August Plant of the Month
Aronia melanocarpa “Autumn Magic” Black Chokeberry
The “Autumn Magic” Black Chokeberry is one of my favorite backyard plants. This picture of the berries was taken today – August 24th, 2015, after one of the worst droughts Vancouver has seen. The leaves are still dark green and the berries plump and black. Birds don’t rush to eat these berries, probably because the berries aren’t sweet. In late September and early October, however, the robins and thrushes flock to these shrubs and gobble up the berries in large quantities. Add the berries to your smoothie or mix them with sweeter fruit.
You might be more inclined to eat the berries if you knew how good they are for your health. Chokeberries are among the “super-berries” that have extremely high antioxidant properties. They are also full of Vitamin C. Use the berries to make black chokeberry jam, juice, tea, muffins, smoothies, cookies, or even wine.
Shrubs grow about 2 meters high and wide. They may sucker slightly. In May, bushes are covered with lovely white flowers. The fall foliage is spectacular in shades of purple and red (the reason for the name ‘Autumn Magic’). Plant in sun to part shade. This shrub is very adaptable to different soil types. My shrubs are planted in clay soil that often floods after heavy rains.
These are wonderful three-season, low-maintenance, wildlife-friendly, inexpensive and easily-propagated shrubs. Highly recommended!
March Plant of the Month
Cornus Mas ‘Golden Glory’ (Golden Glory Cornelian Cherry Dogwood)
This Cornus Mas cultivar is a bushy deciduous shrub that shines in late winter to early spring. Tiny yellow flowers appear from the bare branches when little else is blooming. These fluffy flowers look like little yellow umbrellas. This shrub looks spectacular when covered with blossoms. The green leaves appear as the flowers fade. Early to mid-summer sees the arrival of edible red berries that are good for making into jam.
This is a two season shrub as the fall colours are not spectacular and the many branches can look messy in the winter (although there can be some attractive peeling bark on larger branches). It is a good choice for a low-maintenance hedge or screen. Cornus Mas is attractive to wildlife as it provides both shelter and food.
It has a moderate growth rate and should live about 40 years. The shrub can be trained into a tree-form by removing low branches and suckers. Cornus Mas does well in a variety of soil and light conditions. It can thrive in full sun through to full shade and it will do well in both dry and wet soils. It is hardy to Zone 4. It generally grows about 7-8 meters high and 3-4 meters wide.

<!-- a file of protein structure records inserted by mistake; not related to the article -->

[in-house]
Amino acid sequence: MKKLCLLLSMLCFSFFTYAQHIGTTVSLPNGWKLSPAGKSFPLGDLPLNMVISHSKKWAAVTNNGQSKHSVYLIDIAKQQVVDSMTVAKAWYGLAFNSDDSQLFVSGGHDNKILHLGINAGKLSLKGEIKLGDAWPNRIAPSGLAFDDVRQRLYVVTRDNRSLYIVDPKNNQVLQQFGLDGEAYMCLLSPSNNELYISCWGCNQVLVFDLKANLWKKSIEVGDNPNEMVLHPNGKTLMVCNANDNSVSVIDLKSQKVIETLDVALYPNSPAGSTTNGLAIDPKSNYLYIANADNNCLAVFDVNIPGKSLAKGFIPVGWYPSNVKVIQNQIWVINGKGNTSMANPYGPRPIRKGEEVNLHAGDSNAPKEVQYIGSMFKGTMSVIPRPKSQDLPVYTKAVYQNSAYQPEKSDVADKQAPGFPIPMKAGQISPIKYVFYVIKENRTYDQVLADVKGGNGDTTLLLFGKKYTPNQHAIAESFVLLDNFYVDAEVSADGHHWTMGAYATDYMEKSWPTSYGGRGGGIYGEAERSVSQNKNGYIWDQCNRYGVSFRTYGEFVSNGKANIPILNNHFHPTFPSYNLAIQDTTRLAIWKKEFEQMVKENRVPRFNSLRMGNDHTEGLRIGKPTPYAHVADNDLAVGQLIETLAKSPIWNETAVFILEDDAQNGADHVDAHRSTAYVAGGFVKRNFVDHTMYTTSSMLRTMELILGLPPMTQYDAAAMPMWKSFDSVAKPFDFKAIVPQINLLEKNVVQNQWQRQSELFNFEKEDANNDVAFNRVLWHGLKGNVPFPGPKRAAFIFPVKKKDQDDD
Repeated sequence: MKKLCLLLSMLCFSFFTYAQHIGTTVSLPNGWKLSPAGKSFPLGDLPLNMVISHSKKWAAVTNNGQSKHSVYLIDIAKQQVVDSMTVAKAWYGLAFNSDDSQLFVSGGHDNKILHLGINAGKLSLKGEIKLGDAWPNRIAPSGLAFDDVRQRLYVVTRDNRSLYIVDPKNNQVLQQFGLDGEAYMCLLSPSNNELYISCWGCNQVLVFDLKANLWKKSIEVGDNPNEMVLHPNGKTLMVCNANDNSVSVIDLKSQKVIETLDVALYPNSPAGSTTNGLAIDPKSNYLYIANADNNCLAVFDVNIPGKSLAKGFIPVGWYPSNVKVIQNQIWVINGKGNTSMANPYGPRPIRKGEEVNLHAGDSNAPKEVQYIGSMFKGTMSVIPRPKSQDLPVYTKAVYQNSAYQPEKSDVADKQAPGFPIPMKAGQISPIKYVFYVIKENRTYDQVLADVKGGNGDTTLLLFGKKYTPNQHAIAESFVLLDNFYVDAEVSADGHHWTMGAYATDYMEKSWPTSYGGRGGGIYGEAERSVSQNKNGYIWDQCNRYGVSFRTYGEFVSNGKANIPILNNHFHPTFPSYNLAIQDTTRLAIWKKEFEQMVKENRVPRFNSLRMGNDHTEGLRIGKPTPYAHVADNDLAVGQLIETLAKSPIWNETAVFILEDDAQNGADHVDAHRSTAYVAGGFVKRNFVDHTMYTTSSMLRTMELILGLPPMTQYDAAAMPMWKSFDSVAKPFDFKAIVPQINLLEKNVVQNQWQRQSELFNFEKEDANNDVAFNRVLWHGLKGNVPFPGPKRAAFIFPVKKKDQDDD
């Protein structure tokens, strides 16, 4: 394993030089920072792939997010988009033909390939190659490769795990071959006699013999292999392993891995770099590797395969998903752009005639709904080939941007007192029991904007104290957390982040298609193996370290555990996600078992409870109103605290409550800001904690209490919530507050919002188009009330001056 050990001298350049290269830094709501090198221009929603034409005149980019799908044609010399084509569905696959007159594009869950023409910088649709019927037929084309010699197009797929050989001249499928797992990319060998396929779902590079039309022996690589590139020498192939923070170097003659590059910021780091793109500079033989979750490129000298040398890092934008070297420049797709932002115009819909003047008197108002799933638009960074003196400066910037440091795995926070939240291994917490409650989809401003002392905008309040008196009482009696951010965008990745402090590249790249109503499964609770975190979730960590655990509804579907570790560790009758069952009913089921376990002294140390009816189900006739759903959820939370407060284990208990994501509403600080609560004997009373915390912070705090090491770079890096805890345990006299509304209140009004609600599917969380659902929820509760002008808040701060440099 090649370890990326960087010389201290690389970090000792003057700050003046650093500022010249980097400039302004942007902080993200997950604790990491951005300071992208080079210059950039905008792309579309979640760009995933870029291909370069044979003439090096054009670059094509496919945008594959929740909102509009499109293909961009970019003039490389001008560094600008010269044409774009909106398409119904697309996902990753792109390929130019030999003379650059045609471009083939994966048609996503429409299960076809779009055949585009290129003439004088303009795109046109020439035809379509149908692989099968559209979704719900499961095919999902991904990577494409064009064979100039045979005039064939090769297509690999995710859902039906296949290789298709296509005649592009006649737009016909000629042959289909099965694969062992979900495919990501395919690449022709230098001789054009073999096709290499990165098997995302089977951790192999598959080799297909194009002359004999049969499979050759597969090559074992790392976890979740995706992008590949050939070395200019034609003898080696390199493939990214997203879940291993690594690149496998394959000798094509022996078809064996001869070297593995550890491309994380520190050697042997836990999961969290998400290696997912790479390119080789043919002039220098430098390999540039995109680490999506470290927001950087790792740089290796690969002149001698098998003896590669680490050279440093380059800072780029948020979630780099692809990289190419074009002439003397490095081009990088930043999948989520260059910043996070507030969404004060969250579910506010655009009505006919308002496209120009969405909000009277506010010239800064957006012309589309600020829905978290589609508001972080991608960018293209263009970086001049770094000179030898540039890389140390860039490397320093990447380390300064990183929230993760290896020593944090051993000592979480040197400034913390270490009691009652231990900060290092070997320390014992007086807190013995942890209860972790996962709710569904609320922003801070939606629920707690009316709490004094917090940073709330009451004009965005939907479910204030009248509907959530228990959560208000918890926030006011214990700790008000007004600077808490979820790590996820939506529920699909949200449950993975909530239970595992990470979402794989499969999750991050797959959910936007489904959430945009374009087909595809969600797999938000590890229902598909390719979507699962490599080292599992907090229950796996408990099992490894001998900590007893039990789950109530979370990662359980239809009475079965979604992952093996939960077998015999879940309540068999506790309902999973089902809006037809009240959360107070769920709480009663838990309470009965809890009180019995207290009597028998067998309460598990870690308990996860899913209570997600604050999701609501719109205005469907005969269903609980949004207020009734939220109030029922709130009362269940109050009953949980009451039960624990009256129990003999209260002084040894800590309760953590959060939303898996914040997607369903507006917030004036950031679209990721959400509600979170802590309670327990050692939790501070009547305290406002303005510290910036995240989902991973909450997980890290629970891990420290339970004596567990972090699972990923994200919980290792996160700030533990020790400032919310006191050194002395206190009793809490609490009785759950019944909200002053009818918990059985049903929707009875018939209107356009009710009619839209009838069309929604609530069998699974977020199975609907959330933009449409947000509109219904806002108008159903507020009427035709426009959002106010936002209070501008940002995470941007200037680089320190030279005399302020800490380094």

February Plant of the Month
Magnolia Stellata (Star Magnolia)
Magnolia Stellata has delicate, white, fragrant flowers that bloom in early spring. The tree looks lovely even before the blossoms arrive because mid-February sees the development of large fuzzy buds. These buds are exceptionally soft and look very much like giant Pussy willow (Salix) catkins. Stroking is like stroking rabbit fur.
The bright leaves (that arrive after the flowers) are light-green and turn a lovely yellow-green in the fall. The Magnolia Stellata is slow-growing and bushy. It will reach about 2.5 meters high and 4 meters wide after 10 years. It is a great tree for a small yard. Plant in full sun to part shade and ensure the soil is moist but well-drained.
Here is the same tree just a couple of weeks later…
December Plant of the Month
‘Red Beauty’ Holly
Christmas season is upon us and what plant better represents Christmas than the holly? The dark green leaves and bright red berries bring cheer to the desolate and cold garden when other colours are difficult to find. Hollies come in all shapes and sizes. You can choose an evergreen or a deciduous holly. Although most holly berries are red, you can also find hollies with orange or yellow berries. The berries look lovely in Christmas wreaths and other holiday decorations.
My favorite holly is ‘Red Beauty’. It will pollinize with any Meserveae holly planted in the general area. One characteristic of this holly that I appreciate is it will not outgrow its location. It will grow 7-10′ (about 3m) high and 4-5′ (about 2m) wide and retain a nice dense conical shape. The berries are profuse and a deep red colour. In December, trim as many twigs as you need for your decorating projects but keep the shape tidy.
This holly performs best in full sun but will also thrive in part sun. Visit my post ‘Holly Trees and Shrubs’ for more great hollies for your garden.